The Women of Moria

Charlotte Schmitz

2019 - Ongoing

Mytilíni, North Aegean, Greece

How do you settle in a place that won't let you arrive? What is the concept of beauty in a room without mirrors? How are women feeling in a refugee camp, where they are under constant social supervision? How can they find a private space? And where remains the intimate?

Three years after the "EU-Turkey Agreement", the reception centers for asylum seekers and refugees on the Aegean islands remain overcrowded. On the former military site of Moria on Lesvos, more than 6,000* people live closely together in containers, thin tents and under plastic tarpaulins. In some containers, four families share a space that is made for one family. Their private space remains defined by woolen curtains only. Every cough can be heard. Every nail polish smell detected by the others.

Since the agreement, the refugees have to stay on the island, until their asylum procedure has been completed. Some have been waiting for over two years, to be able to travel onwards to the mainland of Greece. And every day, more people are arriving. 

An intimate and unique look into the private space and daily life of women in Moria. A place, where journalists have limited access since years. Being a woman enabled me to enter easily and the private space of Moria also became my safe space, where I was able to photograph freely, which otherwise is strictly prohibited on the military base.

Beside focusing on migration in my photographic works, one of my fundamental motivations for being a photographer and an artist is that women are misrepresented and underrepresented in almost all forms of media. Art has always been the medium to carry progressive values and social themes, so I focus on gender, sexuality, the situation of women in many of my projects, and that the “the private is political.”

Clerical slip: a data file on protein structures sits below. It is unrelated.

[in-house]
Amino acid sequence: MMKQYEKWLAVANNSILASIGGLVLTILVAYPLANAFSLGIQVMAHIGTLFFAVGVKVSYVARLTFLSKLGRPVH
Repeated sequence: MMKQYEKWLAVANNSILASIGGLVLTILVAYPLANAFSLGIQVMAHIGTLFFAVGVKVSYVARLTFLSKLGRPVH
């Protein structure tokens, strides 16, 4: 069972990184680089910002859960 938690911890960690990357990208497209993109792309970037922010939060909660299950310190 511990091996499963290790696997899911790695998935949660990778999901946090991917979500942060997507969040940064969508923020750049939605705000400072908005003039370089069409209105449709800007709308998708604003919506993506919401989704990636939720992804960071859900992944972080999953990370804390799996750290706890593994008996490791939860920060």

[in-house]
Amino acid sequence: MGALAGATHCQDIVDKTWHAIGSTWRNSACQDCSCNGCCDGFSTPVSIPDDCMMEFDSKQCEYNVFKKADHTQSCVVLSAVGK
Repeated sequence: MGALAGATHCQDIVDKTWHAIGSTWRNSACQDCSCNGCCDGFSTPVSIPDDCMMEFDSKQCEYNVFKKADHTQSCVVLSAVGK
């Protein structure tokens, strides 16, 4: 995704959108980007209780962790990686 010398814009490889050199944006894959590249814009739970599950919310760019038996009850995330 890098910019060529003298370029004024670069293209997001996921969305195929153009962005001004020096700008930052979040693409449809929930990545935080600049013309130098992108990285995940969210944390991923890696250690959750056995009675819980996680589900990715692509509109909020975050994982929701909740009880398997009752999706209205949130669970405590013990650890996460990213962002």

*Currently (October 8th 2019) more than 13.000 are living in Moria, a camp which is made for 3,000 people.

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  • View of the EU hotspot and detention center Moria, Europe's biggest refugee camp.

  • Sedigheh (55) stepped more than 20 years ago on a Taliban landmine and lost her feet. She fled with her family to Iran and lives in Moria since more than five month.

  • Sedigheh (55) stepped more than 20 years ago on a Taliban landmine and lost her feet. She fled with her family to Iran and lives in Moria since more than five month.

  • Pile of blankets of one family of five persons, who are living on a five square metres area.

  • L: The containers are divided with grey blankets for each family, their spaces are often only a few squaremetres and don't provide any privacy.
    R: Fatima (11)

  • We are all made of stars

  • L: Nouryeh Akhlaqi (24) and her daughter Yasemin
    R: Negena (16)

  • Yasemin (18) with her make-up

  • A young woman (18) from Afghanistan covering her face.

  • A women making food at home, using an emergency blanket as a cover for the floor.

  • Improvised cooking area

  • Camp food, for which people have to stand in line for hours.

  • Mother and her newborn

  • L: Rihana's doll
    R: Rihana has been in Moria with her husband and two children since six month.

  • L: Sonya decorated the wall with her make up and soft toys.
    R: Sonya (19) applying nail polish on her nails.

  • Soman (10) with her doll

  • Praying

  • Rehab from Sudan

  • Fatameh (15) in her self built home